Calvin Cummings, MAI
Senior Managing Director
Valbridge Property Advisors
(626) 486-9327 www.valbridge.com
2021 TRENDS TO WATCH
In recent years, the increased need for easement acquisition has given rise to an increasing need for Right-of-Way appraisals and analysis of property values. Right-of-Way, or ROW, is considered one of the most complex and intricate appraisal processes within the industry. Every individual project can be completely different than other projects before it. Today, we’d like to present some of the key lessons learned and operating principles we follow in these valuations to help guide you or your clients if and when an applicable scenario arises.
EASEMENTS, RIGHT-OF-WAY APPRAISALS, AND COMPLEX PROPERTY VALUATIONS
What makes ROW projects so complex is the variety of variables that directly impact the project and outcome. We often think of easements as only a tool of governments (e.g. transportation agencies, energy/pipeline companies, municipalities, counties, or federal/state governments) who need to acquire, access, or use property for a specific purpose such as road widening or placing of utility lines underground. However, individuals can and do purchase or acquire easements, and understanding the variables involved in the appraisal process can help all parties attain a mutually beneficial outcome.
THE RIGHT OF RIGHT-OF-WAY
In its most basic form, Right-of-Way valuation provides support for condemnation-related projects that involve an entity acquiring property rights from individual property owners. The ROW process can be extremely complex and emotional for property owners, especially when involving condemnation.
It is imperative to have appraisers who completely understand and comprehend the legalities of the ROW process to ensure that (1) the property owner is being properly compensated and (2) the compensation paid by the acquiring entity accurately reflects what is being taken.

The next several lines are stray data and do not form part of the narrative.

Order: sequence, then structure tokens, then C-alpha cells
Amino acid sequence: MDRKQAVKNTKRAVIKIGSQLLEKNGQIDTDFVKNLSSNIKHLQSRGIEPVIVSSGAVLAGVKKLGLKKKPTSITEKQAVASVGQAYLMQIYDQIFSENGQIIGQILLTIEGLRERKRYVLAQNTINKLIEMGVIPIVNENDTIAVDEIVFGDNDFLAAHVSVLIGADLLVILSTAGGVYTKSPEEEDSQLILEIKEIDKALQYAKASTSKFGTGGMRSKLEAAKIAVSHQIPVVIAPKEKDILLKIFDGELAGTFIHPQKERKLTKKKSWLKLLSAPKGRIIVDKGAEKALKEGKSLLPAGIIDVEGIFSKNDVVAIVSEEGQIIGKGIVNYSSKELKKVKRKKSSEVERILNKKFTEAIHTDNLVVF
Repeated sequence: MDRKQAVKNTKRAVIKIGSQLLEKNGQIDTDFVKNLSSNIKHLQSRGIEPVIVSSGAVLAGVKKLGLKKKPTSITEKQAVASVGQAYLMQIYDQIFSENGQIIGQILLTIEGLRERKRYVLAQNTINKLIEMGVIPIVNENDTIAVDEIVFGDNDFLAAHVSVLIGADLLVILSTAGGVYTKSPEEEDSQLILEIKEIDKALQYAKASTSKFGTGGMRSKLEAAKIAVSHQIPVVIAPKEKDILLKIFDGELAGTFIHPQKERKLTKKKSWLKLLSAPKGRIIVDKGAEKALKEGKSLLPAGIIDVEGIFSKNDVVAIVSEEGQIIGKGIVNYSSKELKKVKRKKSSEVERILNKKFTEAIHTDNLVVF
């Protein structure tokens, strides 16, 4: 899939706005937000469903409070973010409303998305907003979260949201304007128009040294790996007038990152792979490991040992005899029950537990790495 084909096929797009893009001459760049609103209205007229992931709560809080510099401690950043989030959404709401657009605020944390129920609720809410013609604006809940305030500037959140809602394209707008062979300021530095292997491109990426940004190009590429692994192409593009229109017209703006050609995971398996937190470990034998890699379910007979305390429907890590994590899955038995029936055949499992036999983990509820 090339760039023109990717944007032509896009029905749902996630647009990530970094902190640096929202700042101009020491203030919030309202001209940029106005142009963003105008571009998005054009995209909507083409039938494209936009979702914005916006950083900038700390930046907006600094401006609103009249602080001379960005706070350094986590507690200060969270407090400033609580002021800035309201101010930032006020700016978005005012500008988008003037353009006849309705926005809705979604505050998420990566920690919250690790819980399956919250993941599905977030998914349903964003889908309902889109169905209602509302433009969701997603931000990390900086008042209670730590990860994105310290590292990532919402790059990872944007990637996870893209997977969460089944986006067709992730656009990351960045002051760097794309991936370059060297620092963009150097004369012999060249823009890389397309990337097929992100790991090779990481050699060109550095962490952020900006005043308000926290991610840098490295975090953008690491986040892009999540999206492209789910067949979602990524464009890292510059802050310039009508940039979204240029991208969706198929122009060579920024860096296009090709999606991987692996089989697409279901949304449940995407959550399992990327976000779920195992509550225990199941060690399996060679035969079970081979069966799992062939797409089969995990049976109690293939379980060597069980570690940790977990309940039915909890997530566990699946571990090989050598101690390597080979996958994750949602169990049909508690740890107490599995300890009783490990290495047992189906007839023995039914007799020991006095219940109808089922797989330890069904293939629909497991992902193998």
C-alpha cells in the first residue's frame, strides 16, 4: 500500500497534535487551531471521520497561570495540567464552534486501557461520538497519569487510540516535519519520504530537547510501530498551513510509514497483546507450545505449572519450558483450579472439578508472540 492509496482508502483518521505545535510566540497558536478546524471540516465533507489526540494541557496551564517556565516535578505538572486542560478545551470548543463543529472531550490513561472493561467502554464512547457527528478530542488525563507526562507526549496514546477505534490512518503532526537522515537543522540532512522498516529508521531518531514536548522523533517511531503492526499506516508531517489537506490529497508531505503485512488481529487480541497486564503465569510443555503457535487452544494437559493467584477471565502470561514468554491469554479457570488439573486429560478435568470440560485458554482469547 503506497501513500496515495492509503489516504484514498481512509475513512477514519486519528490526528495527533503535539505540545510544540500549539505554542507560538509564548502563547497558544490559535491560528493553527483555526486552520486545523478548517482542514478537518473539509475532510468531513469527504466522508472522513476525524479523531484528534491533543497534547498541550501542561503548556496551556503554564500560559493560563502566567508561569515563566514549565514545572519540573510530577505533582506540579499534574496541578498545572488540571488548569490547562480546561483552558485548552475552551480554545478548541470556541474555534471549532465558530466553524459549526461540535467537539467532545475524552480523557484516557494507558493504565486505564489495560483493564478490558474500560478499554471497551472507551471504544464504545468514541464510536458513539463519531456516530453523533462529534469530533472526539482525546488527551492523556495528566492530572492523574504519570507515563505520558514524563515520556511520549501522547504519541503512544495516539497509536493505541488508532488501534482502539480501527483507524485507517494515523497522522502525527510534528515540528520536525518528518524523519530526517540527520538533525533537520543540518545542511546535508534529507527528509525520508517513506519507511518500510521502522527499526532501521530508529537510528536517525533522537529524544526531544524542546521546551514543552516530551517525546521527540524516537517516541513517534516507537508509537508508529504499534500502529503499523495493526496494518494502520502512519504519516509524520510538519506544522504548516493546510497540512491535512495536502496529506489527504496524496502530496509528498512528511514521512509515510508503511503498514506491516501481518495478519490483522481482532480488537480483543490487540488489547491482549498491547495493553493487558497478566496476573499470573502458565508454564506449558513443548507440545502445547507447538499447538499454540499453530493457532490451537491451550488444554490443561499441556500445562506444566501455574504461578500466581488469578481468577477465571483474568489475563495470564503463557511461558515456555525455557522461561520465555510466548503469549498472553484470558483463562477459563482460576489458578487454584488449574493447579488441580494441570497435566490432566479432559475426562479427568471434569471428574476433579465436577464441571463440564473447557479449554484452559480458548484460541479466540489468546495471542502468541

In nearly every instance, “just compensation” is interpreted to mean fair market value, which must be determined by a qualified real estate appraiser. Because of the real and potential impacts to a property impacted by eminent domain, an appraiser must be highly skilled and attuned to the unique challenges of ROW work.
RIGHT BEFORE & RIGHT AFTER
The ROW process is based on a before-and-after methodology which is exactly as it sounds. An appraiser declares the value of a property before it is absolved (i.e. before the easement exists) and then declares the value of the property after it is absolved. The value that is declared before a property is absolved does not include the cost of taking the property or the project itself.
The value that is declared after a property is absolved considers the cost of the project and any hypothetical situations that may occur during the process. The difference between the before and after values is the amount of total just compensation that the government will offer for a property. Once an appraiser determines total compensation, that total is itemized into the following categories:
Value of the land taken
Value of the improvements taken
The amount of benefits, if applicable
GETTING IT RIGHT
While the ROW process can be complex and overwhelming, our professionals at Valbridge can help all clients, whether individual or institutional, trust that the property is being valued appropriately and accurately.
These kinds of specialty projects can vary from individual tracts to large-scale projects that span municipalities or counties. No matter the scope or the scale of the project, we can provide local market expertise combined with the latest best practices and guidelines for valuation in these complex cases.
Please watch your inbox next month for our next quarterly newsletter which will bring you the latest trends and analysis on the fast-changing economy and market conditions we’re seeing in the Los Angeles-Inland Empire area.
Thank you for the opportunity to serve you, and as always, we are here to assist with any of your commercial property valuation needs, whether they involve right-of-way/eminent domain or any other valuation scenario (i.e. date of death appraisals, fair market rental value, etc.).
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